Venal New York City-based contractor Donald Juarez Trump stopped by MSNBC's Morning Joe earlier today as part of his ongoing "I'm Not The Asshole, Megyn Kelly's The Asshole" tour, and said some Trump Stuff.
While most of the "conversation" was spent on bombing ISIS and putting troops back in the Middle East, how stupid Jeb Bush is and whether or not Donald did or didn't blame his debate performance on Megyn Kelly's menstrual cycle, the presumptive President-Elect did proffer himself the opportunity to talk real policy. Y'know, like tax code reform.
After giving a Trumpian example that his own tax returns are probably like ten-feet high when stacked up page-by-page (The Donald loves size metaphors), he said this:
You can say fair tax, you can say flat tax, you can say 100 different taxes, or you can say simplification because simplification is one of the things that you really can do, and do it a lot easier and a lot quicker.
You're not stoned, that is actually a rather pithy policy take by Donald Trump. We're not saying it's wonky, or that it has even a hint of nuance. We're just saying that it's a logical, complete thought.
But don't worry, he didn't stop there.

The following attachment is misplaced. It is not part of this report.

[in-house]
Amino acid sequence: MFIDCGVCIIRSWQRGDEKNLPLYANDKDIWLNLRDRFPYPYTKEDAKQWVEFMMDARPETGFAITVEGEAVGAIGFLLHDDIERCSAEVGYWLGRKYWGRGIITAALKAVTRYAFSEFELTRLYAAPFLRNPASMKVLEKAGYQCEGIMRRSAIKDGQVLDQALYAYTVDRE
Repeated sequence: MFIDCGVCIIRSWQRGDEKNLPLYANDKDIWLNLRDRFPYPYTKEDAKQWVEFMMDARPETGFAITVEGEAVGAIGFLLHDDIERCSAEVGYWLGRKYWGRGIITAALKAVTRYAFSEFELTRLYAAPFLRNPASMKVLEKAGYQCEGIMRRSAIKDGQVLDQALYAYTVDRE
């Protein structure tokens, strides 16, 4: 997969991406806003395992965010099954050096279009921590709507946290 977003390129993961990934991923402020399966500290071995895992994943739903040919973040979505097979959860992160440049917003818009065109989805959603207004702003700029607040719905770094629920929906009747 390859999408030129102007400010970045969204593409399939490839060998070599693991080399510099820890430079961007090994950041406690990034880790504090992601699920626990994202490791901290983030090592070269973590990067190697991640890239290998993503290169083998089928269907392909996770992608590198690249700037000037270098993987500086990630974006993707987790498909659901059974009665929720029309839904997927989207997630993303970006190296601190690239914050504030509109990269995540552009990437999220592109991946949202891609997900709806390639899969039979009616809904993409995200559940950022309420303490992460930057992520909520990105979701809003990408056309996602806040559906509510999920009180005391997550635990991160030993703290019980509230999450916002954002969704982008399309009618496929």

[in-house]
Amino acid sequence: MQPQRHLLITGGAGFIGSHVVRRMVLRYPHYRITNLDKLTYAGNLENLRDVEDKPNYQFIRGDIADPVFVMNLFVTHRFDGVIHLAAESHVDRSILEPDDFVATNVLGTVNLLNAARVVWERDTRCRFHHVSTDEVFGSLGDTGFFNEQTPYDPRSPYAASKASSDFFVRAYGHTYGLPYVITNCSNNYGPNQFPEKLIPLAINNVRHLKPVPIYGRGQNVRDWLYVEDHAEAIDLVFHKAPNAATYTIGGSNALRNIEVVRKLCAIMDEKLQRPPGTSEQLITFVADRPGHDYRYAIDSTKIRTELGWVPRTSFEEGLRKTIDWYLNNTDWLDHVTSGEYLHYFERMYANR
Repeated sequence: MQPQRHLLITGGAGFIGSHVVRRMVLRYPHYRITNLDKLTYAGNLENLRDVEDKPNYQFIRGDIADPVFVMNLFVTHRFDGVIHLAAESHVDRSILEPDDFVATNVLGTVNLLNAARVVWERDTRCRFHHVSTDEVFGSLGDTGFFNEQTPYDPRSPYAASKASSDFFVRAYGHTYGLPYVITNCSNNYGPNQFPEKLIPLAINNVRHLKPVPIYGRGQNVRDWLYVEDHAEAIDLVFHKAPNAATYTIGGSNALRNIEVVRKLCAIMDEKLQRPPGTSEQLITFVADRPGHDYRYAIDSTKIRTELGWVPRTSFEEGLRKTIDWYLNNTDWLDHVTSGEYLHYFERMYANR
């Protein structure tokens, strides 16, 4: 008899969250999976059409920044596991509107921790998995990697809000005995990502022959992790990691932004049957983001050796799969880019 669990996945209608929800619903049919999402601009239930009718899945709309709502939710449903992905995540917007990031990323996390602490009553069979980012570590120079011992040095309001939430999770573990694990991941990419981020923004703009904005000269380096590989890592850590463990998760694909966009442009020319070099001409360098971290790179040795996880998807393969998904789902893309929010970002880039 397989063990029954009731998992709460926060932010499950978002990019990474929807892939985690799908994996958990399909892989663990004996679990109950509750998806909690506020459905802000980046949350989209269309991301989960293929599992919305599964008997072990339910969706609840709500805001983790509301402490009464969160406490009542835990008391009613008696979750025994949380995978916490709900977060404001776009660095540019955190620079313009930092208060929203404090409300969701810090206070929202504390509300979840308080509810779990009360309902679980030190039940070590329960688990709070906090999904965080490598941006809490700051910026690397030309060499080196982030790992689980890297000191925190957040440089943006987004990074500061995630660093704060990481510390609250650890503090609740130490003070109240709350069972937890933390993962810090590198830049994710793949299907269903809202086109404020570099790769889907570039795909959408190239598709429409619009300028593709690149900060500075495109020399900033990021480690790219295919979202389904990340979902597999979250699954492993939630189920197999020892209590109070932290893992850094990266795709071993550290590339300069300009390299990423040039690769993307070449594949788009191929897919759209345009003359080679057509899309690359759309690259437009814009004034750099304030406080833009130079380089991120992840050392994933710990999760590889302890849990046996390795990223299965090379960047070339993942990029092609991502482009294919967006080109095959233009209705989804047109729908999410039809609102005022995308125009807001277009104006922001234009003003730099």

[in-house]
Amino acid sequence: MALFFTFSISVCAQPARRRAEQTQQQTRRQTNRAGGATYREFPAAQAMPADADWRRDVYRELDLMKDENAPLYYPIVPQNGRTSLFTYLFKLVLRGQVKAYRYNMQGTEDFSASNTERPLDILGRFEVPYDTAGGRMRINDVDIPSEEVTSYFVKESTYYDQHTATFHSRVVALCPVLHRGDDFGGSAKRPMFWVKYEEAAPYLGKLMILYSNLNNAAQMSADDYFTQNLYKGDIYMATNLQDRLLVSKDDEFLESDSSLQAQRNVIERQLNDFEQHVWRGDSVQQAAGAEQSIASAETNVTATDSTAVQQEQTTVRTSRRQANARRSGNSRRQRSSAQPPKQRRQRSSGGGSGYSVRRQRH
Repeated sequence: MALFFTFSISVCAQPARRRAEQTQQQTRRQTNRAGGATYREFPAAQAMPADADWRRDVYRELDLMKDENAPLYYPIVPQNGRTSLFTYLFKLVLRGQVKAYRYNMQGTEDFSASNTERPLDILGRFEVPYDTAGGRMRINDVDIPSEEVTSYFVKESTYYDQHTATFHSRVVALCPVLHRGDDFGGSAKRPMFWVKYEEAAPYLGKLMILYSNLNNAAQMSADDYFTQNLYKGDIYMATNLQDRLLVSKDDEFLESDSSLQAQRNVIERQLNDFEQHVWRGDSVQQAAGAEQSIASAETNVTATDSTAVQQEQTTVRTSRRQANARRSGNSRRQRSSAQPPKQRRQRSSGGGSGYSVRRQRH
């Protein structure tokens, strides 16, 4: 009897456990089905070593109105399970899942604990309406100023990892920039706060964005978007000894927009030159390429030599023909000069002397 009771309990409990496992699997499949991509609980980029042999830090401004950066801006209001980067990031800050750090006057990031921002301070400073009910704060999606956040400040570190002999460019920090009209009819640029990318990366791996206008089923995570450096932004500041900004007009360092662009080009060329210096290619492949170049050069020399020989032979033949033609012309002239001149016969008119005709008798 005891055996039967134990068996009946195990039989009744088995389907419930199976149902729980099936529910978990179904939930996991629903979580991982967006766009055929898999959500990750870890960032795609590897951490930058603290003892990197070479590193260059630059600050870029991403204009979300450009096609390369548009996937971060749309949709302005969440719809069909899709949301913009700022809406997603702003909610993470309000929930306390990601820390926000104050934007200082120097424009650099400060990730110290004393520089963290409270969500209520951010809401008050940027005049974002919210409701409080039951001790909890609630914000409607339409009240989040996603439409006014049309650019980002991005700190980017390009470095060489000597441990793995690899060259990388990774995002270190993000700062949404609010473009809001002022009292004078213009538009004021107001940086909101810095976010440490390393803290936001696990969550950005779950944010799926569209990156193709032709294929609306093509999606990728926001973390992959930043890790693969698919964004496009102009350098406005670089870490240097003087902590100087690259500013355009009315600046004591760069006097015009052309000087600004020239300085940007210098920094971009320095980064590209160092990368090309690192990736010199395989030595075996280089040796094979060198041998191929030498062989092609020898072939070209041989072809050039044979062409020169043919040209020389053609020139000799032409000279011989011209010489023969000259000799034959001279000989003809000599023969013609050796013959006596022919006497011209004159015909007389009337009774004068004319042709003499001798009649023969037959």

I want to put H&R Block out of business. I mean, it would be a dream of mine to put H&R Block right out of business. They don’t even deserve to be in business, frankly.
There it is. The essence of Trumpism. Even when he makes a fraction of a real point on something, he gives into a seeming compulsion that makes him couch any idea or theory inside a direct attack on a person, place or thing.
We're going to venture a guess here and say that while everyone hates the American tax system, and almost everyone hates those ads where the old white dude in the green bow tie throws cash out of a cargo plane while yelling at you about your tax returns, the idea that Trump wants to target and destroy a private sector business through government policy will not play well in Peoria.
That said, this whole thing does make us extremely curious to get Trump on the record about the potential Death Star-like abilities inherent in his interpretation of Dodd-Frank.